Early on the morning of Oct. 6, 14 pirates boarded a Panamax-size tanker off the coast of Abidjan, Ivory Coast, and took its 24 crew members hostage. The pirates then sailed to the coast of Nigeria, where they offloaded close to 2,500 metric tons of gasoline and sold other onboard treasures. Just one month earlier, another band of pirates had damaged the West African Gas Pipeline off the coast of Lomé, Togo, suspending fuel deliveries to Benin, Togo, and Ghana.
This kind of maritime piracy one normally associates with Somalia or the Niger Delta (where five Indian sailors were abducted on December 17) but crime on the high seas is now commonplace throughout the Gulf of Guinea -- the immense body of water between Gabon and Liberia. And with piracy gradually declining off the coast of Somalia, the Gulf of Guinea is rapidly becoming the world's most dangerous body of water. Between January and September of this year, pirates have attacked 42 vessels and taken 168 crew members hostage -- four of whom ended up dead.
Pirates began targeting ships in the oil-rich Niger Delta in the 1980s. These attacks were generally close to shore and in the form of armed robberies, with theft of not only oil but crew valuables and thousands of dollars in cash. In the last three years, however, attacks have grown more frequent and more violent, and they are occurring farther off the coast. Tankers are the target of choice for today's pirates, both because of their high value and because stationary ship-to-ship oil transfers make them vulnerable as they are linked by pipe.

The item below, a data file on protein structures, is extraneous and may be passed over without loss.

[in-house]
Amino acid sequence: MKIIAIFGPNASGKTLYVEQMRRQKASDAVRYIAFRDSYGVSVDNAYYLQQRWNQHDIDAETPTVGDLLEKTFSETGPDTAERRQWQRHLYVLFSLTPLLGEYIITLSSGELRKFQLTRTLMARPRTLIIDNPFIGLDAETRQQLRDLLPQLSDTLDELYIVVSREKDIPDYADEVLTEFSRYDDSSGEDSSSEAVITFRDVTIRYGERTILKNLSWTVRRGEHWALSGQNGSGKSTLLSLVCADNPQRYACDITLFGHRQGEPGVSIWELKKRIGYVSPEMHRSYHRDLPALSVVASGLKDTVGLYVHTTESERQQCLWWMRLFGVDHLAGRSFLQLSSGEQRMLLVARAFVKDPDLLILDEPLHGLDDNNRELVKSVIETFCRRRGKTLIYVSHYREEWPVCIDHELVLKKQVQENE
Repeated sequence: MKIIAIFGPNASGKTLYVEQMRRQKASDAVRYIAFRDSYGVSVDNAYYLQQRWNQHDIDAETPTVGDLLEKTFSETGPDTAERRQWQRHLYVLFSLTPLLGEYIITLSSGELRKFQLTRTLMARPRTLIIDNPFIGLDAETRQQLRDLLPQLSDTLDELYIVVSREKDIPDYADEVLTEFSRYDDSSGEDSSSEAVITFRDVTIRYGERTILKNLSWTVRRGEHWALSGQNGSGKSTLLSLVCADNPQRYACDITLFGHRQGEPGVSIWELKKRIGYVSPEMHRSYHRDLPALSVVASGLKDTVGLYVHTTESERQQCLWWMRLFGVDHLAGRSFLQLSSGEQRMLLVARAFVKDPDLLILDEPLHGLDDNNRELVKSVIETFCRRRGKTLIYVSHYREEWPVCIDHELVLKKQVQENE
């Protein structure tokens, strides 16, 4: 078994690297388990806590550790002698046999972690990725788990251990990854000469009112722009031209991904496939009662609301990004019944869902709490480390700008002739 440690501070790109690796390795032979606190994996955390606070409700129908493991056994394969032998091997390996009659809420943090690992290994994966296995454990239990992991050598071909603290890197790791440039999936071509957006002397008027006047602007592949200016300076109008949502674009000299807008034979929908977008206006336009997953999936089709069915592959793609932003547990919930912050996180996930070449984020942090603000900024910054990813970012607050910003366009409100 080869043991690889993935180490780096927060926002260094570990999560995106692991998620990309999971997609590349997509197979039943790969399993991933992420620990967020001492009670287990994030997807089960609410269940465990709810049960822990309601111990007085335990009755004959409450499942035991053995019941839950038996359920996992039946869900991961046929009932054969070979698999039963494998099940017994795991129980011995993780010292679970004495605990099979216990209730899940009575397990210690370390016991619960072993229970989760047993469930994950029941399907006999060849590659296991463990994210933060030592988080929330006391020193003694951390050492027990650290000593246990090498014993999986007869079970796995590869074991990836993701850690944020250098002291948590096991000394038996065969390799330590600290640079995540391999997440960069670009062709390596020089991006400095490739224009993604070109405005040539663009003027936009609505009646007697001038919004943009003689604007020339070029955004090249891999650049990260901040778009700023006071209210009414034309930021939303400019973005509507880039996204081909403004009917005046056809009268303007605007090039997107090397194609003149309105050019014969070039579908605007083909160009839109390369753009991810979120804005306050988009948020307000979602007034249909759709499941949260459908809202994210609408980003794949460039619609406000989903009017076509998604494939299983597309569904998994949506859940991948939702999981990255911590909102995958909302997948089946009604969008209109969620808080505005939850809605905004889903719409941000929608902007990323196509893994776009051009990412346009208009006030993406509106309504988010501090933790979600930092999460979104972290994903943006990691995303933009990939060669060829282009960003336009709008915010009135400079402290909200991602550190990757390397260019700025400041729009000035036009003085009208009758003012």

The rash of attacks has spread from Nigerian waters to Benin, Togo, Ghana, and now Ivory Coast. Even Cameroon and Equatorial Guinea have been hit by well-planned sea raids led by highly organized gangs.
At the same time, the gangs have grown more daring, targeting the presidential palace in Equatorial Guinea in 2009 and pulling off a series of deadly bank robberies in Cameroonian coastal cities in 2011. Increasingly, criminal groups are recruiting local fishermen, who are best able to navigate the waters of the Gulf of Guinea. Lured by the prospect of easy money and facing competition from foreign vessels, many fishermen have sold their boats to pirates or turned to piracy themselves.
And the tide is rising. The region is beset by grinding poverty, political upheaval, and community grievances that stem from perceived injustices in the oil industry. Add to this the development of new offshore oil fields, oil contraband, illegal fishing, and rampant corruption, and you have a volatile mix.
Ineffective governance has also done its part to facilitate the rise of lawlessness on the seas. The countries that line the Gulf of Guinea have so far failed to cooperate in fighting the pirate threat. A border dispute over the Bakassi peninsula divided Nigeria and Cameroon for decades, and although it was recently settled, its legacy of distrust hampers genuine security cooperation between the two countries. Other states have been reluctant to fill the void, leaving the Gulf of Guinea largely unregulated and without an adequate maritime police force.